Sokolova M

Sokolova M

Chapter Hiking and Traveling the Middle Ages

Medieval voyages

Irish monks were one of the founders of sea expeditions in the Middle Ages. Guided by the fact that the Christian faith is the path to salvation, they embarked on the path of missionary work.

Recognized sailor of the VI century. considered according to the tradition of St. Bren-dan is the patron saint of Ireland. There are sagas about his wanderings that were extremely popular in the Middle Ages. According to legends, St. Brendan had a vision of a dove that showed the way to an unknown island, after which the saint vowed to convert pagans of unknown lands to Christianity.

St. Brendan made two voyages. The first time he went to the open sea on a raft. from inflated skins, but God patronized him, and the voyage ended well. On the second journey of St. Brendan is already on the boat. Brendan is confronted with many wonders during his voyages across the ocean. So, on the eve of Easter, Brendan and his companions disembark on the island. After reading thanksgiving prayers, travelers make a fire to warm up and prepare food. But suddenly the island starts to move: it turns out to be a huge whale Yaskonius. Travelers are seized with panic, they understand that if the whale dives, then everyone will die. But Brendan remains absolutely calm, he entrusts everyone into the hands of God and begins to celebrate Mass. And the gigantic monster was tamed "through prayer" Brendan recited. Miraculously disappeared the huge waves raised by the movement of the whale, and the turbulent eddies, the sea calmed down.

The devil, tempting Brendan, goes with him to the underworld to show him the torments of hell. One of the monks also shows a great desire to visit the "land of shadows". But in order to bring this monk back to life, the saint had to perform the miracle of his resurrection. The sagas tell that Brendan was able to convert a pagan giant he met on one of the remote islands to Christianity. In addition, along the way, he encountered such unusual phenomena as a terrifying mouse, a huge cat and translucent islands. But, having overcome all obstacles, Brendan's ship sticks to the island he had seen in his vision. In all likelihood, the Irish meant the Promised Land by this island of bird spirits.

An attempt has now been made by Irish scholars and travelers to reconstruct the voyage of St. Brendan. According to ancient drawings, a boat was built, similar to the one on which the saint sailed. It was on it that the trip took place from the coast of Ireland to the coast of America. And some of the "miracles" found their natural explanation. Icebergs and their translucent fragments could well have been perceived by members of Brendan's expedition as "translucent islands." Of course, there were more whales in Brendan's time, since the era of whaling, which brought some of these species to the brink of extinction, had not yet begun. We can safely assume that none of the companions of St. Brendan had never seen these giants near these giants before, which is why a whale-to-island comparison arose. Noisy "bird colonies", where hundreds of thousands of birds nest, have become, in all likelihood, the prototype of the island of bird spirits.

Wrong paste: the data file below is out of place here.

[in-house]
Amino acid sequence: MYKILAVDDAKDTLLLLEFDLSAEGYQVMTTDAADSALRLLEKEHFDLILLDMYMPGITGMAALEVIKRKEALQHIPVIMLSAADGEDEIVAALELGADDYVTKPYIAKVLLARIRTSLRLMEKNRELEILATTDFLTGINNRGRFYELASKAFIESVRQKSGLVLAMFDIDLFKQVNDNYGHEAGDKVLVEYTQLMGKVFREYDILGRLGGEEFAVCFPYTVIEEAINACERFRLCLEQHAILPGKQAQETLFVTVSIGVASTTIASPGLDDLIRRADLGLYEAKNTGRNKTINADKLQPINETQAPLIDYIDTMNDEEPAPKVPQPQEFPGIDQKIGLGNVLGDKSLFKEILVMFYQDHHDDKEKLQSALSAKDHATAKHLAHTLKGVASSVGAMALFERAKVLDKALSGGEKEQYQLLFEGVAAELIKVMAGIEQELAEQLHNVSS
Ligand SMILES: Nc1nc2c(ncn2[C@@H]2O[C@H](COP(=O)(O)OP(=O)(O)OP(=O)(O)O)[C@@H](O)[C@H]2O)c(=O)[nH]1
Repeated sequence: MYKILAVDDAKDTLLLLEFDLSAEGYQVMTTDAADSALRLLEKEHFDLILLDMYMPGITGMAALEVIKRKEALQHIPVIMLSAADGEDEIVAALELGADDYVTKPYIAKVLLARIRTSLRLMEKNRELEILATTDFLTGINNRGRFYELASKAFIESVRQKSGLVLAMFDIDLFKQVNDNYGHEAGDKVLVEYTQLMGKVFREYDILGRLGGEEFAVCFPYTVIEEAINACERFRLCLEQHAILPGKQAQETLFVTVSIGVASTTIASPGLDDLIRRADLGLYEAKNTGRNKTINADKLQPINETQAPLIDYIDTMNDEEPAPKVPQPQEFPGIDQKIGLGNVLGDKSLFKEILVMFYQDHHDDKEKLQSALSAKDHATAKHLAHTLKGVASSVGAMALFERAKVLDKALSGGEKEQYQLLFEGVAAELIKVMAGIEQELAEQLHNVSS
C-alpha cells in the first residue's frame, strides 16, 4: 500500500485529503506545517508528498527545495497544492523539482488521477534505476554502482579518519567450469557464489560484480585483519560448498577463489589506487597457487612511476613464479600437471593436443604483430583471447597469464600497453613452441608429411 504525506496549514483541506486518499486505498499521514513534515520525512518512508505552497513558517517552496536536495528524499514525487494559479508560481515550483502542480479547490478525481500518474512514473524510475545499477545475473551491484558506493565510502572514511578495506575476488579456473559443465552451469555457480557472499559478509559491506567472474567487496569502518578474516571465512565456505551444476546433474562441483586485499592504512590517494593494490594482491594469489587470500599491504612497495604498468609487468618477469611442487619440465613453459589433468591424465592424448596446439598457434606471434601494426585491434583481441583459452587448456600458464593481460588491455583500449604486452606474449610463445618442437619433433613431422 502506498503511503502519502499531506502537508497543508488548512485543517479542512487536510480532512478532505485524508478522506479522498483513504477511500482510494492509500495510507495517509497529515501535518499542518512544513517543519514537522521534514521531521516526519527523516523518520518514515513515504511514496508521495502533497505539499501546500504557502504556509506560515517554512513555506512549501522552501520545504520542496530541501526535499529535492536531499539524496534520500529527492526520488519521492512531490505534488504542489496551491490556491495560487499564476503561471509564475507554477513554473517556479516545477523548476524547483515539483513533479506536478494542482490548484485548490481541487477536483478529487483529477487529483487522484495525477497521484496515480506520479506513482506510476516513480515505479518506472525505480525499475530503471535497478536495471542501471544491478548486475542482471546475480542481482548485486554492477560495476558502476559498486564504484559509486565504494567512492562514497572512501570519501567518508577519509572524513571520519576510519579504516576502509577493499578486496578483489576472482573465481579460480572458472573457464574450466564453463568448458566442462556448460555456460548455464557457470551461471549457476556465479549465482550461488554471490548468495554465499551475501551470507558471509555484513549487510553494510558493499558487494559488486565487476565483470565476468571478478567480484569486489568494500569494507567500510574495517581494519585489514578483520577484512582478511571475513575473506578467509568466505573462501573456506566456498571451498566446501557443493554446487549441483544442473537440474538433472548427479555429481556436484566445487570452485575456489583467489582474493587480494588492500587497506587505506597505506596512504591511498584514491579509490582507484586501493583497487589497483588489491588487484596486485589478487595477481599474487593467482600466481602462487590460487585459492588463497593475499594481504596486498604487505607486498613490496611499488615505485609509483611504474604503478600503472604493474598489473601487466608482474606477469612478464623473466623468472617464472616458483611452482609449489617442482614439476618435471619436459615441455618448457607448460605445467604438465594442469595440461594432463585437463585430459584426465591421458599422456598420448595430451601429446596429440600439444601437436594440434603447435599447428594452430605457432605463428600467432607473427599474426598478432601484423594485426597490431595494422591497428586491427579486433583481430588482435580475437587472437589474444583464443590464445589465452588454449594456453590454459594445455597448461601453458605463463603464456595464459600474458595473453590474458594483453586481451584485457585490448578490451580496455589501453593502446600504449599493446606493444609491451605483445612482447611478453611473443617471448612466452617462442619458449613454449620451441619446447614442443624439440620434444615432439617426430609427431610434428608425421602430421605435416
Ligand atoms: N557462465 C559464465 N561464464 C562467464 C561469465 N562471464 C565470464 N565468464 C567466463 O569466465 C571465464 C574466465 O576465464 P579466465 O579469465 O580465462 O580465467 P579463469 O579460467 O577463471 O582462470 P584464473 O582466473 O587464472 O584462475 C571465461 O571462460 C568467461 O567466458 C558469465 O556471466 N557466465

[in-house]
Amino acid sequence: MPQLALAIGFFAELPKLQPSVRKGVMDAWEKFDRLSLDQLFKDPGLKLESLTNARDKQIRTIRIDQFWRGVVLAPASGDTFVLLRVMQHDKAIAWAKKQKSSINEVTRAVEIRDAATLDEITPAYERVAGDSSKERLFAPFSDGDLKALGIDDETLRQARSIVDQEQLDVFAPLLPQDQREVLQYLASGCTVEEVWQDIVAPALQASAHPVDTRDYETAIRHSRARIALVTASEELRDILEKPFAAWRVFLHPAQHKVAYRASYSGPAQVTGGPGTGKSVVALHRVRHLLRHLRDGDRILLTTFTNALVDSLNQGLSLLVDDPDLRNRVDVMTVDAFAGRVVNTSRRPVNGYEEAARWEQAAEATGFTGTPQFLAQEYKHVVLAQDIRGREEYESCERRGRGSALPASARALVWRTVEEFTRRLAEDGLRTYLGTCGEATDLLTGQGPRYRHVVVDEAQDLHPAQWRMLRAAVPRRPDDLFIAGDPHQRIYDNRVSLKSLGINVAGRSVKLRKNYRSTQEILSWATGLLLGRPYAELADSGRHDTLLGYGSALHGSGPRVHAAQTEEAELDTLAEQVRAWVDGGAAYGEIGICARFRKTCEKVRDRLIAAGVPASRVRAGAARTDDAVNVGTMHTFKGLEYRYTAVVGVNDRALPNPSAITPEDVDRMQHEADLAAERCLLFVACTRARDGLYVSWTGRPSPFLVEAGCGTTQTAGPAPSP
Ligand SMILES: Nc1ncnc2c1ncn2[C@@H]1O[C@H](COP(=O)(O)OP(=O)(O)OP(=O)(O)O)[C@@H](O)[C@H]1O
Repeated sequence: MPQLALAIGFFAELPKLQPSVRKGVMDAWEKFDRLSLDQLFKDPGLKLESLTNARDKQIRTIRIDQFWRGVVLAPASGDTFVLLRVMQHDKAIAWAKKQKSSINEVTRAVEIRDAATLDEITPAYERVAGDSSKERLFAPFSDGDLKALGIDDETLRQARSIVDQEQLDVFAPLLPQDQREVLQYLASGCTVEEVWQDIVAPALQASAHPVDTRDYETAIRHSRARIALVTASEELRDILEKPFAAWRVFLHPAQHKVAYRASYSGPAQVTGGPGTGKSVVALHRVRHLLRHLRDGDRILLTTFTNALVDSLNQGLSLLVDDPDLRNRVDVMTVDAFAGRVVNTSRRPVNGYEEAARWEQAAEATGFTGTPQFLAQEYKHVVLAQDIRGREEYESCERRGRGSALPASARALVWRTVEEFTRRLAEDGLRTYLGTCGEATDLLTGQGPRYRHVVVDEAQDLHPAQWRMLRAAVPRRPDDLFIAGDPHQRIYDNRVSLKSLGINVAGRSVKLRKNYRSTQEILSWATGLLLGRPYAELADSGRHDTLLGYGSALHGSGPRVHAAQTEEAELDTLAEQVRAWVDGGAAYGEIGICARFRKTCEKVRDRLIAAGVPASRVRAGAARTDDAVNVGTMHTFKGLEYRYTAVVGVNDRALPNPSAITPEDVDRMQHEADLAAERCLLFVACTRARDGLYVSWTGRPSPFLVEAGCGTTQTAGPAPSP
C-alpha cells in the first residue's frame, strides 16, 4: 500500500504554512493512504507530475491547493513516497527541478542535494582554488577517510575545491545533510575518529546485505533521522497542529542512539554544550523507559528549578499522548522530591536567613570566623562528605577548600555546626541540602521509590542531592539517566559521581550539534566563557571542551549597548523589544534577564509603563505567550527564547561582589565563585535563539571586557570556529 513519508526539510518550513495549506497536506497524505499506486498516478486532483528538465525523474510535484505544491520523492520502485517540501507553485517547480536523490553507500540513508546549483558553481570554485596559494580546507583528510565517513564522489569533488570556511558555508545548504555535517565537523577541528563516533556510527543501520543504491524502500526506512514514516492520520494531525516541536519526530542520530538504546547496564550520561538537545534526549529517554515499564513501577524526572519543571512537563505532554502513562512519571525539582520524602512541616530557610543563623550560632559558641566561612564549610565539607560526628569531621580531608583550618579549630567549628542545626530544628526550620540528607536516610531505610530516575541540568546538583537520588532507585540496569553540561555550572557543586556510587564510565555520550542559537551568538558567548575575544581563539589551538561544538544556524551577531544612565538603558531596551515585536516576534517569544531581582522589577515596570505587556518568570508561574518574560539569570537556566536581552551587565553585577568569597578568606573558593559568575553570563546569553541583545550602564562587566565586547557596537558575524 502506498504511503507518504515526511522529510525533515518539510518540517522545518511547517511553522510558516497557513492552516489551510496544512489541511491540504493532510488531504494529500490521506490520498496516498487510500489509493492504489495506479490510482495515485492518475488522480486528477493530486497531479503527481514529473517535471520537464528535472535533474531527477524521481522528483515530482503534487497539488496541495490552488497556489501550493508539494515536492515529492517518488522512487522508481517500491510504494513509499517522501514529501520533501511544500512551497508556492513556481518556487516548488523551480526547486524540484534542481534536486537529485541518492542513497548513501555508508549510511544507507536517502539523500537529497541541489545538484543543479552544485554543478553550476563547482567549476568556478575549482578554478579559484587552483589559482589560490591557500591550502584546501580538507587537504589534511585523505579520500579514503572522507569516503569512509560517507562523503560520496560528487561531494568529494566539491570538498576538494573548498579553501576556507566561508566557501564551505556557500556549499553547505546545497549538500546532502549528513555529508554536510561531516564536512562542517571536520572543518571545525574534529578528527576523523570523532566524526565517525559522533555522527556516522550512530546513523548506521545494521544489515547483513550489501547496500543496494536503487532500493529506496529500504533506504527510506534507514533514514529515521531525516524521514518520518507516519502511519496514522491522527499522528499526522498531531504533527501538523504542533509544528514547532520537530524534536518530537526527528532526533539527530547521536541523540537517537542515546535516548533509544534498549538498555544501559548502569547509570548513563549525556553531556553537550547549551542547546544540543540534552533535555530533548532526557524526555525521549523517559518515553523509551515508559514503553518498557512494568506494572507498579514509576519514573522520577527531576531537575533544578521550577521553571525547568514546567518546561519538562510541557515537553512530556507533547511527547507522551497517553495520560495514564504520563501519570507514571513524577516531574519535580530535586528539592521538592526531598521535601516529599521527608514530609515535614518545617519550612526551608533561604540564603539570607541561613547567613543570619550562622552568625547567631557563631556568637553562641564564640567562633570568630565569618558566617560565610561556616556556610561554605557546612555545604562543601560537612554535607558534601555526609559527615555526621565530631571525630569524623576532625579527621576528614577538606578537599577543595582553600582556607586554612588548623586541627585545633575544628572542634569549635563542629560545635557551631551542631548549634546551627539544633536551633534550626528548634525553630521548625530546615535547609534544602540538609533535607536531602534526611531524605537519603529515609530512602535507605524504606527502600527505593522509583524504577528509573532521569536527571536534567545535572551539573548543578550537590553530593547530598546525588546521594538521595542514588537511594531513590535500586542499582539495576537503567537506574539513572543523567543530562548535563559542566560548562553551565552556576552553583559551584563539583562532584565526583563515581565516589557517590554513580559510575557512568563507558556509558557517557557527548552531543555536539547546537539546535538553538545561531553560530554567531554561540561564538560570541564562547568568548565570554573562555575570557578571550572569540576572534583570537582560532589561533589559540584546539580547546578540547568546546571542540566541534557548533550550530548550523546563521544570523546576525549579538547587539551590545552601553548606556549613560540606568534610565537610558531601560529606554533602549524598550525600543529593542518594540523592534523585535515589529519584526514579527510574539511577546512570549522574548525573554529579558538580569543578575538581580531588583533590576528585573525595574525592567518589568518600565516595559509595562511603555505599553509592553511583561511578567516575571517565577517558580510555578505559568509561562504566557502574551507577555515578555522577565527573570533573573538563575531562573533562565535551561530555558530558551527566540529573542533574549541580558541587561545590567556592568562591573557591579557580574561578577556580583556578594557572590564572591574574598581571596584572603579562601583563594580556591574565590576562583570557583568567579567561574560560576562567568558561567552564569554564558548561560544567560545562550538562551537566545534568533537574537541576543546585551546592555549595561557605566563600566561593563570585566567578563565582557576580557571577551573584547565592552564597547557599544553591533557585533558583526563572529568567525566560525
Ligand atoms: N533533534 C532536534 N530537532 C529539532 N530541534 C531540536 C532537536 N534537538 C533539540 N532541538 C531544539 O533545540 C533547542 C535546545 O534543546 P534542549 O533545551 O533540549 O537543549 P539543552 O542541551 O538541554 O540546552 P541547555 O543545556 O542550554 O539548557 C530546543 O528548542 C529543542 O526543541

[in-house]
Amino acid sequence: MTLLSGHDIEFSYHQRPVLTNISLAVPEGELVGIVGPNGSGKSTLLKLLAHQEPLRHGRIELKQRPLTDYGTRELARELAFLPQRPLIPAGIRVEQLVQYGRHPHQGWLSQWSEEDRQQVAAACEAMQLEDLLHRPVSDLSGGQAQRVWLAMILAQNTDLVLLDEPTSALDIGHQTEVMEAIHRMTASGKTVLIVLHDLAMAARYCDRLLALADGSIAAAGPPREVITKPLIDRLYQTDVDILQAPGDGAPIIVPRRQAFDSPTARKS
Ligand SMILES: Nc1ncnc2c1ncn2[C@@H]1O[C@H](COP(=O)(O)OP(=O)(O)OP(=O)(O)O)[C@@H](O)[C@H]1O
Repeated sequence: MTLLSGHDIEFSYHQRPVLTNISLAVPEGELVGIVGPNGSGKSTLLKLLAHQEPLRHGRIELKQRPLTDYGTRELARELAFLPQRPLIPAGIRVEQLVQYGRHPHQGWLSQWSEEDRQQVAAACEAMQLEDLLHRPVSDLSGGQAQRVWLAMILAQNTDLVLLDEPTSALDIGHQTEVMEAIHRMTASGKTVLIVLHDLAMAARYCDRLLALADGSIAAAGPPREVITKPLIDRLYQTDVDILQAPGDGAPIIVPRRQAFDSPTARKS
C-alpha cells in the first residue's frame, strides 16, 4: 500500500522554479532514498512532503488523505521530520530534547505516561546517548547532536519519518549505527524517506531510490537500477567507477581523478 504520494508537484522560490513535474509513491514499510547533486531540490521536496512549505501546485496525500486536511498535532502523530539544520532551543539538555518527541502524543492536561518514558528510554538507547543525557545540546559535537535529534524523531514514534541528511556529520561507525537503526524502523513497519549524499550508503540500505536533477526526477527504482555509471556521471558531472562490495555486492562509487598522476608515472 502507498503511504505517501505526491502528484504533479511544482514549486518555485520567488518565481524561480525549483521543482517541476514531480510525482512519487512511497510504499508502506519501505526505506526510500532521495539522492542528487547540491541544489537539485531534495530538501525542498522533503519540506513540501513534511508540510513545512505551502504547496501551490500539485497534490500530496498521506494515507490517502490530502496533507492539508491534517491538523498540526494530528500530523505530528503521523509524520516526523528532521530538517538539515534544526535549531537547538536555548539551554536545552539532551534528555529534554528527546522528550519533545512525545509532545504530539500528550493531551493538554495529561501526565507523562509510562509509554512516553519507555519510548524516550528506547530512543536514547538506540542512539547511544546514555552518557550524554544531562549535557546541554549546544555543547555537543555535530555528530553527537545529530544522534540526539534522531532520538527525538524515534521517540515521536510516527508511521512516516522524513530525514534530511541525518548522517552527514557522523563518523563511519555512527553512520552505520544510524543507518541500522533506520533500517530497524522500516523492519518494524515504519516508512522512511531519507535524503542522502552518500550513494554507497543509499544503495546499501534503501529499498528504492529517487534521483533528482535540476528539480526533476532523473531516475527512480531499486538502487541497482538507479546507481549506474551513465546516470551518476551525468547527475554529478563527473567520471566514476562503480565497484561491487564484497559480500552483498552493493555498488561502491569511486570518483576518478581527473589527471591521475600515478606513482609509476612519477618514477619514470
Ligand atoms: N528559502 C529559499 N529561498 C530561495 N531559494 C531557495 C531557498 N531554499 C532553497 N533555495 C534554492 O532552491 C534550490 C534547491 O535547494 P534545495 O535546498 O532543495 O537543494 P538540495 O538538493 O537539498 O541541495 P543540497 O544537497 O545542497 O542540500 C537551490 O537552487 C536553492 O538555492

This voyage was one of the first to show the way for Europeans westward across the ocean. A few centuries later, Viking boats will sail along these sea routes.

A huge role in the development of Western European medieval civilization was played by the travels of the inhabitants of the Scandinavian and Jutland peninsulas. In France they were called Normans (northern people), in England - Danes (regardless of whether they were from Denmark or Norway), in Ireland - Finn Gauls (light foreigners - Norwegians) and Dubgalls (dark foreigners - Danes), in Byzantium - Varangians, in Russia - Varangians, and Arabs - Madhus (pagan monsters).

Viking subcivilization existed from the middle of the 8th to the beginning of the 12th centuries.

The Normans were skilled sailors. The word "Viking" itself is translated from Old Norse as "bay" or "bay", thus the Vikings are the people who kept their ships in the bays. The Scandinavian expression "go to the Vikings" meant a journey in search of wealth and glory.

The Normans had beautiful sea-river vessels. Of course, the rooks were of different sizes. But they did not exceed 30 m in length and 4.5 m in width. The ships had from 30 to 70 rowers. The rooks had a deck and a rudder. On such ships, the Vikings sailed for many days in the ocean, and at the same time could enter shallow rivers, since the draft of the boats was small. The Vikings did not know navigation devices. In the open sea, they were guided by the stars and the sun. The depth and temperature of the water in the ocean also helped them determine their location. In addition, they studied the behavior of fish, sea animals and birds, which also prevented them from getting lost. It is known that when the Vikings sailed to Greenland, they were guided along the way by the movement of schools of fish - cod and herring. A lot of practical knowledge is contained in the Scandinavian legends - sagas.

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